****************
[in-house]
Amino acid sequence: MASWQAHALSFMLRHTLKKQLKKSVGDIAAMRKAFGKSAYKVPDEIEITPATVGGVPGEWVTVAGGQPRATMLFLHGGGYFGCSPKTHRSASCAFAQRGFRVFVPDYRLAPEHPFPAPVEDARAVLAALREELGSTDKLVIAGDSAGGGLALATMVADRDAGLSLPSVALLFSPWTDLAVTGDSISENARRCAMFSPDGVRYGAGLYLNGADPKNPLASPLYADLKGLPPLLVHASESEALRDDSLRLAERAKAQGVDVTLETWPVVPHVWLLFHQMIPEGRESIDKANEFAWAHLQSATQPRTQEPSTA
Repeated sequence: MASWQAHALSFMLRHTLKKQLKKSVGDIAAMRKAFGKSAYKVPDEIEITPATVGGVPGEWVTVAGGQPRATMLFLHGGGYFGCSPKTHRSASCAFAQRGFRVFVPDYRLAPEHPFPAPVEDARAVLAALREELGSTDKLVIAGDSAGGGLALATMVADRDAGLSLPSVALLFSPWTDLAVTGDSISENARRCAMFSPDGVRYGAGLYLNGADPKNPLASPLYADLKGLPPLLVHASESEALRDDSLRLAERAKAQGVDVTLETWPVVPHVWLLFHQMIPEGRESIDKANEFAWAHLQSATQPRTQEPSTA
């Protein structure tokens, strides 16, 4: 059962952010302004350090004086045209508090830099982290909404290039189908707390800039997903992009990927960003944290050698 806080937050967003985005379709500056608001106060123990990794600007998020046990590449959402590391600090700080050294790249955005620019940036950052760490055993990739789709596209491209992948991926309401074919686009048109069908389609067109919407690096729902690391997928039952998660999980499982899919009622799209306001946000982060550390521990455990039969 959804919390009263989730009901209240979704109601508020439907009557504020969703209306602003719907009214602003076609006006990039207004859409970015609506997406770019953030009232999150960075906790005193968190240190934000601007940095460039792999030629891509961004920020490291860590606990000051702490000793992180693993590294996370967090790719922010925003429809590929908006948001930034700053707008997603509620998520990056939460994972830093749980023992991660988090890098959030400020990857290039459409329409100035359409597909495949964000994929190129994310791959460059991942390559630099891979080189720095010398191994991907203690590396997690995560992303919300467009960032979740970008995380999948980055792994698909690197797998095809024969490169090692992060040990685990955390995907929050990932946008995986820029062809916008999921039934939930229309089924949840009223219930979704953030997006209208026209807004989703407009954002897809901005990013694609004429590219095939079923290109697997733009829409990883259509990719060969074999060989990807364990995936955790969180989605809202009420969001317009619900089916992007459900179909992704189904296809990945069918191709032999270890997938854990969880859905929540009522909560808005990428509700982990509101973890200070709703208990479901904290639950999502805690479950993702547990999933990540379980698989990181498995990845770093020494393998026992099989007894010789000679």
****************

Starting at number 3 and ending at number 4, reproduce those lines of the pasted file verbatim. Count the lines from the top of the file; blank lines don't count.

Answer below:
Repeated sequence: MASWQAHALSFMLRHTLKKQLKKSVGDIAAMRKAFGKSAYKVPDEIEITPATVGGVPGEWVTVAGGQPRATMLFLHGGGYFGCSPKTHRSASCAFAQRGFRVFVPDYRLAPEHPFPAPVEDARAVLAALREELGSTDKLVIAGDSAGGGLALATMVADRDAGLSLPSVALLFSPWTDLAVTGDSISENARRCAMFSPDGVRYGAGLYLNGADPKNPLASPLYADLKGLPPLLVHASESEALRDDSLRLAERAKAQGVDVTLETWPVVPHVWLLFHQMIPEGRESIDKANEFAWAHLQSATQPRTQEPSTA
């Protein structure tokens, strides 16, 4: 059962952010302004350090004086045209508090830099982290909404290039189908707390800039997903992009990927960003944290050698 806080937050967003985005379709500056608001106060123990990794600007998020046990590449959402590391600090700080050294790249955005620019940036950052760490055993990739789709596209491209992948991926309401074919686009048109069908389609067109919407690096729902690391997928039952998660999980499982899919009622799209306001946000982060550390521990455990039969 959804919390009263989730009901209240979704109601508020439907009557504020969703209306602003719907009214602003076609006006990039207004859409970015609506997406770019953030009232999150960075906790005193968190240190934000601007940095460039792999030629891509961004920020490291860590606990000051702490000793992180693993590294996370967090790719922010925003429809590929908006948001930034700053707008997603509620998520990056939460994972830093749980023992991660988090890098959030400020990857290039459409329409100035359409597909495949964000994929190129994310791959460059991942390559630099891979080189720095010398191994991907203690590396997690995560992303919300467009960032979740970008995380999948980055792994698909690197797998095809024969490169090692992060040990685990955390995907929050990932946008995986820029062809916008999921039934939930229309089924949840009223219930979704953030997006209208026209807004989703407009954002897809901005990013694609004429590219095939079923290109697997733009829409990883259509990719060969074999060989990807364990995936955790969180989605809202009420969001317009619900089916992007459900179909992704189904296809990945069918191709032999270890997938854990969880859905929540009522909560808005990428509700982990509101973890200070709703208990479901904290639950999502805690479950993702547990999933990540379980698989990181498995990845770093020494393998026992099989007894010789000679």